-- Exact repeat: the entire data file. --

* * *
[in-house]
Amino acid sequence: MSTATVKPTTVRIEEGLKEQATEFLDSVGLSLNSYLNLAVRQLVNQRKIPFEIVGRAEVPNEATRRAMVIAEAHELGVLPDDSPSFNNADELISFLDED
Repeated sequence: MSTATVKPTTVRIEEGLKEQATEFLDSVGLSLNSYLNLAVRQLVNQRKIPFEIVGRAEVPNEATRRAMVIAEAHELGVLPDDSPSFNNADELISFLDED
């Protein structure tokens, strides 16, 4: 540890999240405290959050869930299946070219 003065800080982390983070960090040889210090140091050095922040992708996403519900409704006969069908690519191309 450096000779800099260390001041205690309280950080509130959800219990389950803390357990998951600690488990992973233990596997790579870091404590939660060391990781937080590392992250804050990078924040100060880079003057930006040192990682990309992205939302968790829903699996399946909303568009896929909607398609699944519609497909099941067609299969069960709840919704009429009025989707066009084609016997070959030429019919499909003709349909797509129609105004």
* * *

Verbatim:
[in-house]
Amino acid sequence: MSTATVKPTTVRIEEGLKEQATEFLDSVGLSLNSYLNLAVRQLVNQRKIPFEIVGRAEVPNEATRRAMVIAEAHELGVLPDDSPSFNNADELISFLDED
Repeated sequence: MSTATVKPTTVRIEEGLKEQATEFLDSVGLSLNSYLNLAVRQLVNQRKIPFEIVGRAEVPNEATRRAMVIAEAHELGVLPDDSPSFNNADELISFLDED
């Protein structure tokens, strides 16, 4: 540890999240405290959050869930299946070219 003065800080982390983070960090040889210090140091050095922040992708996403519900409704006969069908690519191309 450096000779800099260390001041205690309280950080509130959800219990389950803390357990998951600690488990992973233990596997790579870091404590939660060391990781937080590392992250804050990078924040100060880079003057930006040192990682990309992205939302968790829903699996399946909303568009896929909607398609699944519609497909099941067609299969069960709840919704009429009025989707066009084609016997070959030429019919499909003709349909797509129609105004």